Is Paulo Freire’s Pedagogy of the Oppressed Possible with the White, Middle Class?

Is Paulo Freire’s Pedagogy of the Oppressed Possible with the White, Middle Class?

20170724_074919by Dr. Herukhuti

I first read Paulo Freire’s Pedagogy of the Oppressed when I was in high school. I found an old copy of it somewhere and waded with relative ease through the translation that made his words feel more abstract and opaque than were probably the case in the original Portuguese. It would be years later in grad school when I returned to the text as assigned reading.

Educators from the United States who claim a progressive or liberatory stance in the field of education have imported the Brazilian ideas of education for critical consciousness, Freirean education, in a massive way. Everybody who has a degree in education from a program that embraces critical pedagogy has read Freire or at least claims to have read his work. What’s interesting, however, is the ways Freirean ideas have been appropriated and applied in the US, outside of their original sociocultural context. And even on pedagogical level, it seems slightly odd to witness K-12 teachers talking about creating learning environments using a model that was originally developed for adult literacy programs.

But I want to talk about something a bit different regarding the application of Freirean education in the United States. I want to talk about the politics, ethics, and dynamics of applying the Freirean ideas, which were designed as framework for working with some of the most oppressed and marginalized members of a society, to work with privileged folks, e.g., wealthy or middle class folks, people racialized as white, etc. Intersectionality theory offers us ways to consider how these folks may experience some forms of marginalization or discrimination due to one or more of their social identities e.g., wealthy or middle class women and women racialized as white experience the forces of sexism, patriarchy, and misogyny within their socioeconomic and racial group respectively.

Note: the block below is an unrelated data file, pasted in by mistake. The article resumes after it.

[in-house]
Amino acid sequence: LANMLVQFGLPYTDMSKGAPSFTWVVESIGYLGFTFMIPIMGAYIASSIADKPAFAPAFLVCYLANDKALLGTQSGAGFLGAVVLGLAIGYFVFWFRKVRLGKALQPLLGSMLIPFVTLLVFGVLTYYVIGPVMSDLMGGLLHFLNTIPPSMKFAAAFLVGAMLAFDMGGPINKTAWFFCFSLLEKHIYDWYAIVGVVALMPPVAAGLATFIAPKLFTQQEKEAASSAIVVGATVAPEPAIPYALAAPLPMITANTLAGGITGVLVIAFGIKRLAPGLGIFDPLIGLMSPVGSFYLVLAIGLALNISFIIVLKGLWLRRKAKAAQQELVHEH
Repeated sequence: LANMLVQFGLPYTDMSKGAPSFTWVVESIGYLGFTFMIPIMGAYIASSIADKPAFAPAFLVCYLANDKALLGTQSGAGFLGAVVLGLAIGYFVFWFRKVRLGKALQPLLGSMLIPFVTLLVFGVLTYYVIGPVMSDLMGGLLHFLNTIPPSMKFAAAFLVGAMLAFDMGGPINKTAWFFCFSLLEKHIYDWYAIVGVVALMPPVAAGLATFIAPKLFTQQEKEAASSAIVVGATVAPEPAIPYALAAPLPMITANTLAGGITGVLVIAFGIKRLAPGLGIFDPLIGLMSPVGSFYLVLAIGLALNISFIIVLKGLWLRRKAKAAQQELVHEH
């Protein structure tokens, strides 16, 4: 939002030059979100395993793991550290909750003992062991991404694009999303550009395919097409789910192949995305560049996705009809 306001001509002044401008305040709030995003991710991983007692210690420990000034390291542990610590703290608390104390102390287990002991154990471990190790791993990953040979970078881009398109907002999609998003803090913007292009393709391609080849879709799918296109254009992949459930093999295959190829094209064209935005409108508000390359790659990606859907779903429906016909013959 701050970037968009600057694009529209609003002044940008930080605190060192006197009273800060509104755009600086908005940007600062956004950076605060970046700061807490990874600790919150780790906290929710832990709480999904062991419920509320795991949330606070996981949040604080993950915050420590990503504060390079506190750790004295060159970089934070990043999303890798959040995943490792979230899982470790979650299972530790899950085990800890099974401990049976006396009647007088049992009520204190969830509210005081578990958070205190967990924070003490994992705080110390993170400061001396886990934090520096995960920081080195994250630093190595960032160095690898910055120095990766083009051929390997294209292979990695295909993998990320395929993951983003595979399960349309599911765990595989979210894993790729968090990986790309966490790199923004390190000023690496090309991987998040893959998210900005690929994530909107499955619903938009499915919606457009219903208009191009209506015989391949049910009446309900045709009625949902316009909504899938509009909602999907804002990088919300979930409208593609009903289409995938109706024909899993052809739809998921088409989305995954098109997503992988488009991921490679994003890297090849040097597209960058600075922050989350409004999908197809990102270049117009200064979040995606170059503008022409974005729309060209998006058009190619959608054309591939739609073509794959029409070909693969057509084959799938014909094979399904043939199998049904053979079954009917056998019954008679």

But how can a pedagogy of the oppressed be practiced among the privileged? It can’t. And that’s a reality that many folks who have appropriated and adapted Freirean educational philosophy for working with people who are not Black, Indigenous, and people of color (BIPOC)–the oppressed of the United States–have yet to address. Freire coined a term conscientização or conscientization to describe the process and goal of his educational philosophy. It is the process by which an educator supports students in the development of critical social analytical skills that allow them to name, evaluate, and understand their world. It helps people get free from the entanglements of mainstream histories, news, explanations, investigations, and propaganda. And it inspires within them an oppositional consciousness, i.e., a consciousness that opposes the agenda, norms, values, and interests of those in power of the status quo.

What, therefore, could a conscientization of the privileged classes look like in the United States? It looks like processes that help them to develop more critical understandings of the system of oppression in which they live and which benefits them as well as the ways in which they participate in its perpetuation. Conscientization looks like the cultivation of a class of white race traitors, racial justice conspirators, and double-agents in service of racial equity who use their racialization in the society to tear up settler-colonizing, imperialist, white supremacist capitalist cisheteropatriarchy from the inside out.